As you pray, ask God to provide for you needs today. Ask him to forgive you of your sin and from that grace empower you to be forgiving toward others. Finally, ask him to keep you from the things your sinful heart is drawn toward and from the tactful lies of the enemy of your soul.

God is in control, not karma

God is in control, not karma

By Scott Hilgendorff / Cowboys of the Cross

Do we believe in God or karma? It can’t be both. If God is real, there is no karma.

When someone finally gets what we think they deserve, so many of us call it karma. The stock contractor that did you dirty in a deal loses his best bull in an accident down the intestate. Your barrel racing rival’s horse comes up lame hours before the finals after always seeming to get the same coveted spot in the draw week after week. Your ex-girlfriend ends up spending a weekend in jail because of something she got caught up in with the guy she was cheating on you with.

Faith in God and belief in karma are two very different things. You simply cannot believe God is in control while some other force of nature is affecting outcomes at the same time.

Christians, even the ones you don’t like, actually don’t get what they deserve and those who choose not to believe and turn their back on God, actually do.

One of the core truths within what we call the gospel is the understanding that God will punish sin. All sin. Rigging the draw or beating your girlfriend. It all gets judged by God and God alone. But, through His son, Jesus Christ, He gave us all a way to be in good standing with Him, no matter what we have done. Jesus took the punishment meant for our sins so that by believing he was the son of God, died on the cross for us and rose again to be with God in Heaven, we can find a way to be saved from our sins. By believing in who Jesus was and is and what he did for us, and then by recognizing and accepting that we are sinners, genuinely repenting of that sin and asking God to forgive us, we can be saved from the punishment and assured an eternal, perfect life in Heaven.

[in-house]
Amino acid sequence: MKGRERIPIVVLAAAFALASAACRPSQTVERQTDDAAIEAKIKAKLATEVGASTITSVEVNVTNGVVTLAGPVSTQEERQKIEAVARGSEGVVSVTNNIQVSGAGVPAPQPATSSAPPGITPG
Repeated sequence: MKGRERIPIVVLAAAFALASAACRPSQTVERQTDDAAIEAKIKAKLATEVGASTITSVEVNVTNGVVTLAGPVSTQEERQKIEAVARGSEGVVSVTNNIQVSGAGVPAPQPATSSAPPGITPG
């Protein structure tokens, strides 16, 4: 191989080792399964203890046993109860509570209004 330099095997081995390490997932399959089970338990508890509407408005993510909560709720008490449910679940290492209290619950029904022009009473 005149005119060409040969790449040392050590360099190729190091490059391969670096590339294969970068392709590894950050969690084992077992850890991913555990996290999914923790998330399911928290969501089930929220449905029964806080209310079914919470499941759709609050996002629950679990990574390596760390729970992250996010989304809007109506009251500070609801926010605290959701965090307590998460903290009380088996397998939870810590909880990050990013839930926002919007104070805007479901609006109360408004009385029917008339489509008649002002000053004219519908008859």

The consequences of sin without salvation through Jesus are eternal separation from God in Hell. It’s an even playing field where we can believe in God and embrace His plan for us to be saved with an eternity in Heaven or we can believe in karma or whatever else we want to believe in, but any of the rest of it leads us to Hell.

So why does something bad finally happen to that dirty rotten so-and-so? Why do all his wrongdoings finally catch up with him? The same reason the nicest cowboy everyone knows dies in the night because the generator was pumping carbon monoxide into the camper.

Karma didn’t catch up with both of them. The consequences of living in a fallen world did.

We live in a broken world because of the choice Adam and Eve made in the very beginning. The world was perfect until they messed up and now seemingly good people can end up doing some pretty horrible things, entire towns can burn up in a wild fire and the person you’re closest to can end up with cancer.It can be hard for us to imagine a perfect eternity, especially when we’re struggling or at our lowest.

It can be hard to realize that through all the struggles and heartaches we face in between the good times, that all of this is temporary and we only have to go through it a short time.

Romans 8:28 And we know that in all things God works for the good of those who love him, who have been called according to his purpose.

We may not understand why we’re going through something that seems absolutely horrible but we can trust that while sinful harm might come to us, God will still use it for our good. I would rather trust in that than karma.

Revelation 4:11 “Worthy are you, our Lord and God, to receive glory and honor and power, for you created all things, and by your will they existed and were created.”

I’m going with God.

Pin It on Pinterest